Garden Spaces: Grow These Herbs from Seed

| April/May 2010

  • Illustration by Gayle Ford

• Dill (Anethum graveolens). This herb is an annual with feathery foliage that reaches about 3 feet and sends up umbels of yellow flowers in the fall. Its seed, a kitchen staple for pickling, will establish itself every year in the garden.

• Chervil (Anthriscus cerefolium). This delicate annual herb is grown mostly for its leaf, but when left to flower in late summer or fall, its seed will germinate in the spring and establish quickly. It reaches about 2 feet.

• Calendula (Calendula officinalis). A useful medicinal herb, this annual is grown for its bright, cheery ray flowers. It reaches about 1½ feet, blooms heavily and reseeds reliably. This is best sown when the seed is fresh, as it doesn’t sustain its viability much beyond its first year.

• Borage (Borago officinalis). This annual herb, which grows to about 3 feet, sports blue, star-shaped edible flowers and reseeds each year if the flowers are left to form seed.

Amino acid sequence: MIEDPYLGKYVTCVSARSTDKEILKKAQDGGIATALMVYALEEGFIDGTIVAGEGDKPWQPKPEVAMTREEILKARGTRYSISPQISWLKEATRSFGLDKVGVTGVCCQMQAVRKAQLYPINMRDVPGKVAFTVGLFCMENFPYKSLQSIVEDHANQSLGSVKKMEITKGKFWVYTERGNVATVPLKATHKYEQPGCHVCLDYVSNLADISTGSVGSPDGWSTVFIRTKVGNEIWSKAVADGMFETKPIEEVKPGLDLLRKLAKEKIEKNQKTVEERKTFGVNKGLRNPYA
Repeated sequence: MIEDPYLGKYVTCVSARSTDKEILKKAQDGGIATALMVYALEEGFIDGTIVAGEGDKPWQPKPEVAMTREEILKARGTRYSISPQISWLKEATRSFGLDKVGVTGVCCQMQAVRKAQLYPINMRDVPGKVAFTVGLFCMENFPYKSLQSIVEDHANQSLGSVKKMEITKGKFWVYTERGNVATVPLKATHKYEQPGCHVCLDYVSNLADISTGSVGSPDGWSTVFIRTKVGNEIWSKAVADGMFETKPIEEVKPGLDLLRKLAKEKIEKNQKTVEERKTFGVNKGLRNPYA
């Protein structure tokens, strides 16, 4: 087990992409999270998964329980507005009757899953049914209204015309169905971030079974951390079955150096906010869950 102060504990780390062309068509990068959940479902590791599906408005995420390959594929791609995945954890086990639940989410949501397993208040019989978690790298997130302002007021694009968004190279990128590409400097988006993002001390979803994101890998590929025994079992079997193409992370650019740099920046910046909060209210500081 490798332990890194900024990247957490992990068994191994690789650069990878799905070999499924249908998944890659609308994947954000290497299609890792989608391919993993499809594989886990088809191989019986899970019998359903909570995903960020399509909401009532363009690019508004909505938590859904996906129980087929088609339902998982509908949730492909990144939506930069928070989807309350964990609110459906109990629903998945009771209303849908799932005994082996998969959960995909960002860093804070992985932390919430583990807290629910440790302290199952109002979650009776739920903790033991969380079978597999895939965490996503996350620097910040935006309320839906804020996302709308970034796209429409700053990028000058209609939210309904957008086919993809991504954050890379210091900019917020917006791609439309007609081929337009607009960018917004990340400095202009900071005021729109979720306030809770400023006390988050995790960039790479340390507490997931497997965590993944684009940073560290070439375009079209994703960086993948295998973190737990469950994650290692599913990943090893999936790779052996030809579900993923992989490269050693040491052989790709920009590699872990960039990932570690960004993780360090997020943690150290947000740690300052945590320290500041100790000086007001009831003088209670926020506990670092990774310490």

• Fennel (Foeniculum vulgare). This herb is perennial south of about Zone 6, often grown as an annual in other parts of the country; another form, the one most often found in the grocery, is an annual that bulbs at the base. It can reach about 4 feet when it sends up its flower umbels in late summer or fall.

• Caraway (Carum carvi). Sometimes grown as a biennial, sometimes an annual, this 2-foot herb has tiny, white spring flowers that grow in umbels. Every part of the plant is edible, but the ground and whole seed is the most widely used in cooking. Direct-seed where you want it to grow.

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